Projects & Surveys Group Aims

  • To increase the knowledge of the county's birds, both for scientific and conservation purposes.
  • To promote participation in survey work, both local and national.
  • To co-ordinate the fieldwork of Club members in order to produce effective results.
  • To improve the fieldwork skills of participants.
  • To publish the results of surveys.

Membership and Operation

The Bird Club's Projects and Surveys are managed by a Group comprising Trina Barrett, Mark Newsome (Club Recorder), John Olley (Club Conservation Officer), and David Sowerbutts (Chair). Alistair McLee represents Teesmouth Bird Club on the Group.

Participation in surveys is open to all Club members and input from others with a beneficial interest in birds is also welcomed. Details of new surveys will be announced in the Club's quarterly magazine The Lek as well as on these web pages.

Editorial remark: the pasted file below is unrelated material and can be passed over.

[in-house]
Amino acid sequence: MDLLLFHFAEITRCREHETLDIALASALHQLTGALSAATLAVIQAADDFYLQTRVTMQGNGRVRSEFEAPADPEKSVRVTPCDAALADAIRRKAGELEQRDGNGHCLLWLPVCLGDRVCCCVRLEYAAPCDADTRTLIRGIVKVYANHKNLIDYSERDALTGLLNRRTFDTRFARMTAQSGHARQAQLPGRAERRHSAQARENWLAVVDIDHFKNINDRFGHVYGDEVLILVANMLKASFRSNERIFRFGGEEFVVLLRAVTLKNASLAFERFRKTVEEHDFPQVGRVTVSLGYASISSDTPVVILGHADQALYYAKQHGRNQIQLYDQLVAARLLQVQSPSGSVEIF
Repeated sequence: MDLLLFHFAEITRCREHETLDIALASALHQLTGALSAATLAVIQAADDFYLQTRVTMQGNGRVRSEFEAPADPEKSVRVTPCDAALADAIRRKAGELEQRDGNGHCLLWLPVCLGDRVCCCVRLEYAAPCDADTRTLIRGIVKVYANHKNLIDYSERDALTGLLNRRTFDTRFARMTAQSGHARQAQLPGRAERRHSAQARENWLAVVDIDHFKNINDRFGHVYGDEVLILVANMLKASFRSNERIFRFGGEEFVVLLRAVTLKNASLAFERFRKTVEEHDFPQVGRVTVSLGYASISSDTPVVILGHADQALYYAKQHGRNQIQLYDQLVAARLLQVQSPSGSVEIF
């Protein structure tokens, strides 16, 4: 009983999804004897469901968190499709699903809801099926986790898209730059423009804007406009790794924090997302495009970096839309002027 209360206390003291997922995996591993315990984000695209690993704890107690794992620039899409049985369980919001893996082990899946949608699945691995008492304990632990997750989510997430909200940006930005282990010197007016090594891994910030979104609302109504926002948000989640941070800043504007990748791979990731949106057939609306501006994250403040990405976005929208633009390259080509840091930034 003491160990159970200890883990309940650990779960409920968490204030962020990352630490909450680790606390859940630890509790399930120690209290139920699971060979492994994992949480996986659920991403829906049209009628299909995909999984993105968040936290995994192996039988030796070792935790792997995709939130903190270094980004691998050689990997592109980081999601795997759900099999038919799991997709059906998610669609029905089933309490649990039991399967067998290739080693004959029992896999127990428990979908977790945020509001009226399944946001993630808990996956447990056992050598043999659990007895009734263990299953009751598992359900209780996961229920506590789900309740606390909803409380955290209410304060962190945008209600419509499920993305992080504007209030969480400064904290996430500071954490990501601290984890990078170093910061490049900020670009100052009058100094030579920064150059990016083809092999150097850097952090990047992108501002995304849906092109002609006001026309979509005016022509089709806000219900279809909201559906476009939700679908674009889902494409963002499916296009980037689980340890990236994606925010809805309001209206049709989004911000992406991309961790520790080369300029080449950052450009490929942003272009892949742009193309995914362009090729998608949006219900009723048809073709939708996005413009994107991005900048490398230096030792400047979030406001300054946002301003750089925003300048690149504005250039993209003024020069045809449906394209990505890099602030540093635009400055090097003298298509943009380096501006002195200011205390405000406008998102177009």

Types of Survey

Surveys can be categorised in a number of ways.

Local or National

Generally speaking local surveys will be organised by the Club or, occasionally, another conservation body in North East England. For national surveys Club members and others will be contributing local input to surveys run by organisations such as the British Trust for Ornithology, the Hawk and Owl Trust, the JNCC (particularly the Seabird Monitoring Programme) and the Royal Society for the Protection of Birds.

Short-term or Continuing

Some surveys run for one or two seasons; others, such as the Breeding Bird Survey, the Heronries Census and the WeBS counts are repeated every year to achieve detailed monitoring of the species covered.

Single Species or Groups

Both locally and nationally surveys may concentrate on an individual species or on a group. Groups may be defined by families (owls, waders, raptors), by habitat (farmland, woodland, wetland, upland) or by behaviour (migrants). In County Durham monitoring of some species is carried out by the Durham Upland Bird Study Group.

More on Surveys

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